This may be one of the hardest things a Christian can do. But do it anyway.

This may be one of the hardest things a Christian can do. But do it anyway. July 3, 2018

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Like everyone else, I’ve been encountering too much bitterness, anger and acrimony online lately. The Independence Day fireworks are starting early.

There has to be a better way. There is. And it isn’t easy. Indeed, it may be one of the hardest things a faithful Christian can do. It goes against every instinct we have as fallen children of Adam — but it is the way of the saints.

From the vault, I offer you this tender advice from Pope Francis:

 “Too often we become enemies of others: we do not wish them well. And Jesus tells us to love our enemies! And this is not easy! It is not easy… we even think that Jesus is asking too much of us! We leave this to the cloistered nuns, who are holy, we leave this for some holy soul, but this is not right for everyday life. But it must be right! Jesus says: ‘No, we must do this! Because otherwise you will be like the tax collectors, like pagans. Not Christians.’

Pray! This is what Jesus advises us: ‘Pray for your enemies! Pray for those who persecute you! Pray!’ And say to God: ‘Change their hearts. They have a heart of stone, but change it, give them a heart of flesh, so that they may feel relief and love.’ Let me just ask this question and let each of us answer it in our own heart: ‘Do I pray for my enemies? Do I pray for those who do not love me?’ If we say yes, I will say: ‘Go on, pray more, you are on the right path! If the answer is no, the Lord says: ‘Poor thing. You too are an enemy of others!’ Pray that the Lord may change the hearts of those.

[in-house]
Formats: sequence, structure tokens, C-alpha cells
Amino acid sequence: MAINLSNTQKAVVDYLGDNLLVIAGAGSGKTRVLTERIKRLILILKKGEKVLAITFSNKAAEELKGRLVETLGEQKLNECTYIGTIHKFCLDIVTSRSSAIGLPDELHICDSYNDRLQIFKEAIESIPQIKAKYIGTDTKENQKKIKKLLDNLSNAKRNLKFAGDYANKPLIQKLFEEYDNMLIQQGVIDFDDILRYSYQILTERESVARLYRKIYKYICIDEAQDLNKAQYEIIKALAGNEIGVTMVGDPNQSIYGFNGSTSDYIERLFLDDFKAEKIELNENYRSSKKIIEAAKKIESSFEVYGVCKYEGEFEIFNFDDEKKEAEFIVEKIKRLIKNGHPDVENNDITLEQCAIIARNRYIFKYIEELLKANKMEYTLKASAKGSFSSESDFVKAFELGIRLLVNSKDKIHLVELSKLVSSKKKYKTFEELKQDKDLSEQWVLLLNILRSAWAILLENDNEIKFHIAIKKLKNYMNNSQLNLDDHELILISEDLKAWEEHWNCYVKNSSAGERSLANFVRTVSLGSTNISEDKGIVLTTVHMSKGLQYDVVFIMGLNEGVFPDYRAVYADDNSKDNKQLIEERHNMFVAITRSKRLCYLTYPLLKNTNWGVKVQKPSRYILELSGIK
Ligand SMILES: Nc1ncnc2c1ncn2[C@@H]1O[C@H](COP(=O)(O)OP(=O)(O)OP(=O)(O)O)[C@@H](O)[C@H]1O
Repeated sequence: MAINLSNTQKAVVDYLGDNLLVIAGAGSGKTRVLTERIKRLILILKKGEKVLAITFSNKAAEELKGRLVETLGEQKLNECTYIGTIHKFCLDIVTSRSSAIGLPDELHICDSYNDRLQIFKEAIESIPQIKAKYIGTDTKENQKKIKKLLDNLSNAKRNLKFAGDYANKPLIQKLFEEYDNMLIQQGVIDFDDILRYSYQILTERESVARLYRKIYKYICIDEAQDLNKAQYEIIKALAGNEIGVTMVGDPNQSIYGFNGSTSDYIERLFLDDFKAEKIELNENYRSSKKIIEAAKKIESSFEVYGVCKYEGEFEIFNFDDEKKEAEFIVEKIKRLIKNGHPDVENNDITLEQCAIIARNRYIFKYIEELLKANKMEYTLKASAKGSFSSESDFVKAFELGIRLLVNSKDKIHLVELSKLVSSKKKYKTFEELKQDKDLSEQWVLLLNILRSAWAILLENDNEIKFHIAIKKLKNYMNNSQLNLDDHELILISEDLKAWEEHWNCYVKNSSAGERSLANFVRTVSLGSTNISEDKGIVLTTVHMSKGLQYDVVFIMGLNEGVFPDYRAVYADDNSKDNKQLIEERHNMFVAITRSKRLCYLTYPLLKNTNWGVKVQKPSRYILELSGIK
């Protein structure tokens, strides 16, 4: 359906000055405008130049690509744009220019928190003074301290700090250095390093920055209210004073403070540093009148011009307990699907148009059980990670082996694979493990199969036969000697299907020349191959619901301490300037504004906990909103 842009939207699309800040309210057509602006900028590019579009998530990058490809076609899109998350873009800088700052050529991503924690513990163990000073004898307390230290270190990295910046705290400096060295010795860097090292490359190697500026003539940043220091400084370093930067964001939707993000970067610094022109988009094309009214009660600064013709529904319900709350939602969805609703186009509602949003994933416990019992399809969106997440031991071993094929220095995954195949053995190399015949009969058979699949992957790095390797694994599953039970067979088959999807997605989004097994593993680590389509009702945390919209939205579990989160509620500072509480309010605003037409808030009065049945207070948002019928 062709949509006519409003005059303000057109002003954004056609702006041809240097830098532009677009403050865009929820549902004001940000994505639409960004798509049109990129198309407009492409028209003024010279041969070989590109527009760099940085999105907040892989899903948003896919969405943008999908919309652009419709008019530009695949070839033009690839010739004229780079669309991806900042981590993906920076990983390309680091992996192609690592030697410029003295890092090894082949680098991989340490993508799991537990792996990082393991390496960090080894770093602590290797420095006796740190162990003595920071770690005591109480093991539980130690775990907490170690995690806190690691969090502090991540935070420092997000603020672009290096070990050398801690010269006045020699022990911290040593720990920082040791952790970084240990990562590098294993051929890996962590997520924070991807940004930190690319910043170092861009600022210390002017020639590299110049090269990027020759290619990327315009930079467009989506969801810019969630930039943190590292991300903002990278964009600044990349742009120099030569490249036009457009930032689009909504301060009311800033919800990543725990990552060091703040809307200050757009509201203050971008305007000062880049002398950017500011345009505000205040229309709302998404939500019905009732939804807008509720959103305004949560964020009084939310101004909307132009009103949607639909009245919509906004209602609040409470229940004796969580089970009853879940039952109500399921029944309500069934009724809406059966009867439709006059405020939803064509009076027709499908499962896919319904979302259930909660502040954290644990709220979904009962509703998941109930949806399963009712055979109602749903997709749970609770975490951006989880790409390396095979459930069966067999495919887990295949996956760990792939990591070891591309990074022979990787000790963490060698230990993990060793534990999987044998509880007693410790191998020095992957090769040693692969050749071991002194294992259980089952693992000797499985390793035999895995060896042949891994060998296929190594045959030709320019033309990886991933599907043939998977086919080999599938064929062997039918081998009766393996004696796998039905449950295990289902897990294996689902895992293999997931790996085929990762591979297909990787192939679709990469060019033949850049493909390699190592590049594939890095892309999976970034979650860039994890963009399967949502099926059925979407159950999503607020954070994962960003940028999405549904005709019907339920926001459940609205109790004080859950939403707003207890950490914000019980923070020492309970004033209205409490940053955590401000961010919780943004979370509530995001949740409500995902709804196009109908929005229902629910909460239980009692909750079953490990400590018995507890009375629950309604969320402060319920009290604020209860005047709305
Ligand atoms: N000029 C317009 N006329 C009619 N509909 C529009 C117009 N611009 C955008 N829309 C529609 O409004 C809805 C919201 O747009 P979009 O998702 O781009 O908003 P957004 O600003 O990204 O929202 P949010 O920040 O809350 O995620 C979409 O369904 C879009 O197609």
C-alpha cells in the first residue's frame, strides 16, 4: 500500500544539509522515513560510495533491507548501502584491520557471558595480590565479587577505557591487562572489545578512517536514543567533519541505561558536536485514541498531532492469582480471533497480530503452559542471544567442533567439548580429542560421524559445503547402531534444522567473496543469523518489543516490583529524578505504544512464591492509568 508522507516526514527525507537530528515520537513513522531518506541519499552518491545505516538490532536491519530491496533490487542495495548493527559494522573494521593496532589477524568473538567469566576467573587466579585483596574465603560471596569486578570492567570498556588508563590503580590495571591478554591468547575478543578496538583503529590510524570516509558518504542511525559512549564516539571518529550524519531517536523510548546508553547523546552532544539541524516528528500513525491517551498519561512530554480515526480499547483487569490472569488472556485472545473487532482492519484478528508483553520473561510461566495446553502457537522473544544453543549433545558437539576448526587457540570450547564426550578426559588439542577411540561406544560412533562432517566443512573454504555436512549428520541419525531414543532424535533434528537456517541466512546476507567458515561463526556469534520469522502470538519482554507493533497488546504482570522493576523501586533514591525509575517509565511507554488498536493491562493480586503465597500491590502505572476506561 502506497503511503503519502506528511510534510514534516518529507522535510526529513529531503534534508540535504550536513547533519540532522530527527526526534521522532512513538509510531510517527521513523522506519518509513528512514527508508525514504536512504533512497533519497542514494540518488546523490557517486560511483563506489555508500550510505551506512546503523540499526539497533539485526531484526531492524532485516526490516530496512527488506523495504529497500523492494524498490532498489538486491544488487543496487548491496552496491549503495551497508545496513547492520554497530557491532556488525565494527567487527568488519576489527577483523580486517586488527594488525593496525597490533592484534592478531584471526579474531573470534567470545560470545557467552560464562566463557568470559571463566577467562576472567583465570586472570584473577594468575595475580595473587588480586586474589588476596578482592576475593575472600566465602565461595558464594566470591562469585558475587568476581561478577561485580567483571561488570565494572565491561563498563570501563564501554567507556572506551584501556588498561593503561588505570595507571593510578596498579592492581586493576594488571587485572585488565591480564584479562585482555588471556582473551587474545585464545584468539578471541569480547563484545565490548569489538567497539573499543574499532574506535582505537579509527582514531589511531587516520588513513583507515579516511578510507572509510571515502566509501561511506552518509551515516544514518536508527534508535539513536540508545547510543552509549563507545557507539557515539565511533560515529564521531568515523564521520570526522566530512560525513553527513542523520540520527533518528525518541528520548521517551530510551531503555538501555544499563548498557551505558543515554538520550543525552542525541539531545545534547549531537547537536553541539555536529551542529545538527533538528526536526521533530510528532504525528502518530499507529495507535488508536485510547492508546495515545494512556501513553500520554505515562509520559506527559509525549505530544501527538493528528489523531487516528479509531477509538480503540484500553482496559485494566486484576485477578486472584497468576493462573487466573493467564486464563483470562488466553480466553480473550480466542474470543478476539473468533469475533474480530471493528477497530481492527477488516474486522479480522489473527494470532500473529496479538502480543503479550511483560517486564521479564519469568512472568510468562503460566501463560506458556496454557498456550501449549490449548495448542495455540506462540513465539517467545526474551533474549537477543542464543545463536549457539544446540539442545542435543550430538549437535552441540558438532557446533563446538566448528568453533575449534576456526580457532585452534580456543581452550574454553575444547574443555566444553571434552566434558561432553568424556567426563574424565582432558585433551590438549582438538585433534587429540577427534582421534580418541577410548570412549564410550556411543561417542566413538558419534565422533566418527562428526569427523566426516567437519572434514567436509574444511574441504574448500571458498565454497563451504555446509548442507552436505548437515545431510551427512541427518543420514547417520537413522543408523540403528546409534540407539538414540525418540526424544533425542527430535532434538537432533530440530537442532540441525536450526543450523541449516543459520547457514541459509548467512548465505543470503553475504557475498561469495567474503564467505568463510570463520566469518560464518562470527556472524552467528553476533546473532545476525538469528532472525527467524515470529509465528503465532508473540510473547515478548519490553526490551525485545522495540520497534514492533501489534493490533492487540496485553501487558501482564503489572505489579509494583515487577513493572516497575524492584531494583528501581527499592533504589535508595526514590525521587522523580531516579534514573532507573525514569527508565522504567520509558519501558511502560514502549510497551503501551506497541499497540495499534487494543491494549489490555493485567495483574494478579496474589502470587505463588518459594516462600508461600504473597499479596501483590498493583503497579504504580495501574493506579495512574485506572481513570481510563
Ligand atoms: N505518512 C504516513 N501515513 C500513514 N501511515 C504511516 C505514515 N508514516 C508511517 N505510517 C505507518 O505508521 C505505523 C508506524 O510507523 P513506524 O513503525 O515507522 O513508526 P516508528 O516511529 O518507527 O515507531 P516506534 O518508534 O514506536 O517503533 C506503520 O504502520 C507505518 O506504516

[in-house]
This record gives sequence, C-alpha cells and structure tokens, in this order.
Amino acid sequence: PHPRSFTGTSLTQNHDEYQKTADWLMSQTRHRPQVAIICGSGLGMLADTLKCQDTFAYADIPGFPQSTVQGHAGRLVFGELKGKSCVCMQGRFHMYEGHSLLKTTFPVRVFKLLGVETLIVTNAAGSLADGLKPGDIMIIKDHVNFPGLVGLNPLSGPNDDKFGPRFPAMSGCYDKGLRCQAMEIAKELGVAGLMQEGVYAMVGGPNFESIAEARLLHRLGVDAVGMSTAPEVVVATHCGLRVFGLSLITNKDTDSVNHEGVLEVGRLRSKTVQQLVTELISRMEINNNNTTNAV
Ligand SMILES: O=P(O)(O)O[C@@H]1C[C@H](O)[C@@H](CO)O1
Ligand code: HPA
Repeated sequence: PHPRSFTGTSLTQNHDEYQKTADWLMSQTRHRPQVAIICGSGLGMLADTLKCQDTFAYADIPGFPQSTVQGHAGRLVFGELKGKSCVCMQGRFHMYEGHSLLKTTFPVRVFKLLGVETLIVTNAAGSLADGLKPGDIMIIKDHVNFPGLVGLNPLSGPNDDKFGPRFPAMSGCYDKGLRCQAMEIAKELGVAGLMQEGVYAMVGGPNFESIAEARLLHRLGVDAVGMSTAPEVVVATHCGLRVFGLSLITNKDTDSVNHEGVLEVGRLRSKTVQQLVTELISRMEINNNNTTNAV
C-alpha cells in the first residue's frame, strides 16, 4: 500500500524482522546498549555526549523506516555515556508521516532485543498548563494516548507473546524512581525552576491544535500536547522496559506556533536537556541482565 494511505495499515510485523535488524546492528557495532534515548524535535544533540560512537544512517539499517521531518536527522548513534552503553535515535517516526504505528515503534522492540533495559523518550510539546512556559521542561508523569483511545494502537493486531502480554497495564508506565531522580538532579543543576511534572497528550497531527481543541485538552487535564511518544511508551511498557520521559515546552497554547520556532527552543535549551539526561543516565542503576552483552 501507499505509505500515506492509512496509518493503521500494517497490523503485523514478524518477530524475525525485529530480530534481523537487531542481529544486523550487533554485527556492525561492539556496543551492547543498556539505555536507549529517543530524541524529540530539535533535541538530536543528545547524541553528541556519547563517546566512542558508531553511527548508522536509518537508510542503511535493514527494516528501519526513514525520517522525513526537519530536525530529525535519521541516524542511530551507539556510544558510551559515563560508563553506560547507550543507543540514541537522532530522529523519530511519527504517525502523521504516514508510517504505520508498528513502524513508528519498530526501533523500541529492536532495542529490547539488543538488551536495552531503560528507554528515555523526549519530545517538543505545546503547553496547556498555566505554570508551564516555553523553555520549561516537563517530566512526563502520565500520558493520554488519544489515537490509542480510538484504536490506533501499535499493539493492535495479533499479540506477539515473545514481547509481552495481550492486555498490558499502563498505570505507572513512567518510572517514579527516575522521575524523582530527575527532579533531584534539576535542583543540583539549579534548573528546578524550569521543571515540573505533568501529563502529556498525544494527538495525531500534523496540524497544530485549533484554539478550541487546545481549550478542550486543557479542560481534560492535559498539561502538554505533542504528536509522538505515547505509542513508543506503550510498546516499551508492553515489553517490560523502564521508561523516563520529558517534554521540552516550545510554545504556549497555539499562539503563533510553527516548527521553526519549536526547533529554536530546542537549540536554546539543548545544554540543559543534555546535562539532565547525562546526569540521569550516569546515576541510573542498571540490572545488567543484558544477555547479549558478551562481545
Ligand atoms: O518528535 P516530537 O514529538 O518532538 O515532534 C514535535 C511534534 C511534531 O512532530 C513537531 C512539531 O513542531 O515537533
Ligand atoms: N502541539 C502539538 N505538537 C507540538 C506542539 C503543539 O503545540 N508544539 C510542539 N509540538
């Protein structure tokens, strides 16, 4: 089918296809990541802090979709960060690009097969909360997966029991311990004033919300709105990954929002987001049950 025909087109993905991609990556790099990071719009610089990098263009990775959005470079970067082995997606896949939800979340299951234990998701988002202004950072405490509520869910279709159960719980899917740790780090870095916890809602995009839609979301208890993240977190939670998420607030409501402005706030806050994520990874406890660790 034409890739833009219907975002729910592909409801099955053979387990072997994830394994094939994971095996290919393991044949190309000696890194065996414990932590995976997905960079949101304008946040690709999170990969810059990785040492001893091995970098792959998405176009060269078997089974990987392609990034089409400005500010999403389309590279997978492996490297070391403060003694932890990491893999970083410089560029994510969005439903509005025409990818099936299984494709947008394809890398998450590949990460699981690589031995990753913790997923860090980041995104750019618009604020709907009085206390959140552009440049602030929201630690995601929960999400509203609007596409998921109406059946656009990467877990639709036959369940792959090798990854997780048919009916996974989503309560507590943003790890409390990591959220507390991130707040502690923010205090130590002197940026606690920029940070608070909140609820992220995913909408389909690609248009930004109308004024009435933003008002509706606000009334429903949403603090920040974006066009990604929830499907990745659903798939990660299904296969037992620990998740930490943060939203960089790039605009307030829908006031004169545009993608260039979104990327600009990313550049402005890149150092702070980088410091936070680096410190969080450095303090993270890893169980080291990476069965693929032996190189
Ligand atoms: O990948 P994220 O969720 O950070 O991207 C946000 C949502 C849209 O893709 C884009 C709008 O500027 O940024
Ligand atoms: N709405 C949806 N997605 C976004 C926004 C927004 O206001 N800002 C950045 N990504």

We could say: ‘But this person really wronged me’, or they have done bad things and this impoverishes people, impoverishes humanity. And following this line of thought we want to take revenge or that eye for an eye, a tooth for a tooth.

With forgiveness, with love for our enemy, we become poorer: love impoverishes us, but that poverty is the seed of fertility and love for others. Just as the poverty of Jesus became the grace of salvation for all of us, great wealth… Let us think today at Mass, let us think of our enemies those who do not wish us well: it would be nice if we offered the Mass for them: Jesus, Jesus’s sacrifice, for them, for those who do not love us. And for us, too, so that the Lord teaches us this wisdom which is so hard, but so beautiful, because it makes us look like the Father, like our Father: it brings out the sun for everyone, good and bad. It makes us more like the Son, Jesus, who in his humiliation became poor to enrich us, with his poverty.”

Read it all. 

Then let’s try to live it.

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